If you are a regular or heavy drinker, you may experience symptoms of withdrawal, which can include anxiety, headache, nausea, insomnia and—in severe cases—hallucinations, delirium and fever. If you experience alcohol withdrawal symptoms, it’s best to see your doctor.

RELATED: Why I Had to Break Up With Alcohol to Get Healthy

Two weeks without alcohol

By week two of your abstention journey, the effects of your challenge will really start to be visible. Not only will you likely feel more rested, clear-headed and energized, but there will be notable differences in your appearance as well.

Here’s what will happen to your body in the second week without alcohol:

You may lose weight

One of the reasons that you’ll lose weight after a week without alcohol is a simple case of calorie deficit. Alcohol is pretty high in empty calories. One serving of beer contains about 150 calories, a serving of wine contains about 120 calories and the calories in a cocktail can vary widely based on your mixer. A hard liquor on the rocks contains about 100 calories while a pina colada could have more than 500 calories!

But lowering your calorie intake from imbibing less alcohol isn’t the only reason you’ll lose weight. Research shows that as few as two standard alcoholic drinks can slow down your body’s fat-burning process (called fat oxidation) and can lead to your body making new fat in the liver (called lipogenesis). Your liver sees the byproducts of alcohol as toxins, so your body stops processing nutrients from food you’ve eaten so it can take care of the bad guy toxins first. Once these processes are reversed from abstaining from alcohol, you may start to see the number on the scale inching down.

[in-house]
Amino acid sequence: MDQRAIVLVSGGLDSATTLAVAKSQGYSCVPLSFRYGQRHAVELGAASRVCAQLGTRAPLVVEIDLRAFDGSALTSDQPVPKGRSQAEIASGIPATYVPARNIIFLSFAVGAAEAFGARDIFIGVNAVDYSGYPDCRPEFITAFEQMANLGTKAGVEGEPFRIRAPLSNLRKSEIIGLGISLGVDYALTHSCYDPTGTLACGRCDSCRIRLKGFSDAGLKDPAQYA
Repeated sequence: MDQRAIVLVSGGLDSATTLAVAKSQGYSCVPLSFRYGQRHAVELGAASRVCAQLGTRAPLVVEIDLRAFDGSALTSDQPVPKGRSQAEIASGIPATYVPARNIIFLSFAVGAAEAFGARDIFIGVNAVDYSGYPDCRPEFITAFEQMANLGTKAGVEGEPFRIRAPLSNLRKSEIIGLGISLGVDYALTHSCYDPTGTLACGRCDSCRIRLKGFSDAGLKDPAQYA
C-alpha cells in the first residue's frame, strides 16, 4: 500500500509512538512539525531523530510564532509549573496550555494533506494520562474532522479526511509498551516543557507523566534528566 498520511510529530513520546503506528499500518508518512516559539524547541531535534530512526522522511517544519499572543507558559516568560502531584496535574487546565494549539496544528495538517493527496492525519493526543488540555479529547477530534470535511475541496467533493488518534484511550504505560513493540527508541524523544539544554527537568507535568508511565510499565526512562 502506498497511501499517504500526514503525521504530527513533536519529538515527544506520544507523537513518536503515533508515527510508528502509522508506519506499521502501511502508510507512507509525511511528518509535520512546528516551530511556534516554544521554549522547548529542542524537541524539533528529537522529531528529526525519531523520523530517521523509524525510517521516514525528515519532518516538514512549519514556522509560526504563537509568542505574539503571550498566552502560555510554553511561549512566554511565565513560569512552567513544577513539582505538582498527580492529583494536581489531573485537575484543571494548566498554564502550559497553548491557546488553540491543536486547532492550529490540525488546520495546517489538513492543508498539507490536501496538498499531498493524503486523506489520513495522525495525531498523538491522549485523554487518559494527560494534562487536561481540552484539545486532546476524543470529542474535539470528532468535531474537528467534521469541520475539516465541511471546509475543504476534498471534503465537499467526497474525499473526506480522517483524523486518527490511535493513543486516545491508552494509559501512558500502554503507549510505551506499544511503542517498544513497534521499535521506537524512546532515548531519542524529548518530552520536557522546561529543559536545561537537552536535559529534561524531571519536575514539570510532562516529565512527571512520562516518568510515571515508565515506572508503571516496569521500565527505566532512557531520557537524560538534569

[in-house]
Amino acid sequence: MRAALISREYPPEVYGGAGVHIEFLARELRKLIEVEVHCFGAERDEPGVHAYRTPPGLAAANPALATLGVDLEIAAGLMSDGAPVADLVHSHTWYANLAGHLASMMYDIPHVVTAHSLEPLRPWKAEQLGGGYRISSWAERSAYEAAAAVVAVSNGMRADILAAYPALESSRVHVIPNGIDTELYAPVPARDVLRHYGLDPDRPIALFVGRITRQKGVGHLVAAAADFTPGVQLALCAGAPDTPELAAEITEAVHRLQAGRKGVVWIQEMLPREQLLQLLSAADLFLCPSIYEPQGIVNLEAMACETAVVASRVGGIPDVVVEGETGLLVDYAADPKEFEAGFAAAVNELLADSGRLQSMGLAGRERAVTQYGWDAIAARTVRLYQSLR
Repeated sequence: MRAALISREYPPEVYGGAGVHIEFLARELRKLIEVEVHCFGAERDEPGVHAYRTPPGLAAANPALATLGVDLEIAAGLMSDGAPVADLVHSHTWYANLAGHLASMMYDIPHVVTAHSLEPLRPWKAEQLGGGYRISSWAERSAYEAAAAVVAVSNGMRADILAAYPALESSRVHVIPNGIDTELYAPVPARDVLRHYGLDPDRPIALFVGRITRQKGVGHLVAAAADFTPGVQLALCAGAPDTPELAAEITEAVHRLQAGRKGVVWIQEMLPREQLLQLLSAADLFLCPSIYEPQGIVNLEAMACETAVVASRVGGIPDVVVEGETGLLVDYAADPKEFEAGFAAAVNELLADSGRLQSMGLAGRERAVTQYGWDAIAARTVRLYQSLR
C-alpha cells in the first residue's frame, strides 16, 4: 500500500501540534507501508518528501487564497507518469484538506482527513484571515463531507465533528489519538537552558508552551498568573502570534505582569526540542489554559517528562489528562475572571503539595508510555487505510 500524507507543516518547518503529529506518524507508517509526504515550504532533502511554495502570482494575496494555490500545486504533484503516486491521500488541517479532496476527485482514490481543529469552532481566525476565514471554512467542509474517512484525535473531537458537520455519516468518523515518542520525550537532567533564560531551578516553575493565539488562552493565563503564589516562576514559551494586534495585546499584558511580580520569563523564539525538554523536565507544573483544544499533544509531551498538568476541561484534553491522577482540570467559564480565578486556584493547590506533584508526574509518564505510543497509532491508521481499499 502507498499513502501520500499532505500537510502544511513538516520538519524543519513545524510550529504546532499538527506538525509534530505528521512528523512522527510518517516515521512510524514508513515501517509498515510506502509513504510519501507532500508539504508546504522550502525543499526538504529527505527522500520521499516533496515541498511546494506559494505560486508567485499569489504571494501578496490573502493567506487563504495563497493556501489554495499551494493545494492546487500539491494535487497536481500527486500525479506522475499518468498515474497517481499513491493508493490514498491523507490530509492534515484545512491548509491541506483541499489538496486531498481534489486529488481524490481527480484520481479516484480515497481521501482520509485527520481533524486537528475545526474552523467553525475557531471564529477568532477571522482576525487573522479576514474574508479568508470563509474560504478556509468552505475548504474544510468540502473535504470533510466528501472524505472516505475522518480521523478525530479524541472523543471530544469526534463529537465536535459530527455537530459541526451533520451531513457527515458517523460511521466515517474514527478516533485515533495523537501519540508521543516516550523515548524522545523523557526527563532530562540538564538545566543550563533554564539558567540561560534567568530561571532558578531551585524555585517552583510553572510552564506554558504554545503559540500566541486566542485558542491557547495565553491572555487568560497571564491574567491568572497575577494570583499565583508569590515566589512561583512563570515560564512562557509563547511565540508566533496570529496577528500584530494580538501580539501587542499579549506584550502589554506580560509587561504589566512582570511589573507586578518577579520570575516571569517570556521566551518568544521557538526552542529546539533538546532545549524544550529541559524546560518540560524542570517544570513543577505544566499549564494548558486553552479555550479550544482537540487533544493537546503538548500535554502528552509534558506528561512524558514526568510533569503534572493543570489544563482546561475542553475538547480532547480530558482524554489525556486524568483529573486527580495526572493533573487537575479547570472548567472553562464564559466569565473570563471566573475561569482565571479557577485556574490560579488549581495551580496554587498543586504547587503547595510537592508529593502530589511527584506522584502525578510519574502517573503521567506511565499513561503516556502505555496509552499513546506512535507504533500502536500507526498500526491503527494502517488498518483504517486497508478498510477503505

Additionally, alcohol increases your appetite. Studies show that alcohol suppresses the hormone that tells your brain to stop eating.

Your skin will look better

Alcohol consumption impacts how your skin looks in a number of ways, it can increase puffiness under the eyes, diminish the ability to produce collagen (which is responsible for things like skin elasticity and keeping wrinkles at bay) and make it more prone to sunburn. And, the dehydration that comes with drinking alcohol will leave your skin looking and feeling dry and dull.

After two weeks without drinking, your skin will start to look more refreshed and possibly even downright radiant.

RELATED: 10 Foods That Boost Collagen–Plus Why It Matters

Three weeks without alcohol

By week three without alcohol, your body will start to heal itself in a much deeper way. You also might notice that your overall vitality has increased.

Here’s what will happen to your body in the third week without alcohol:

Your body will experience a deeper healing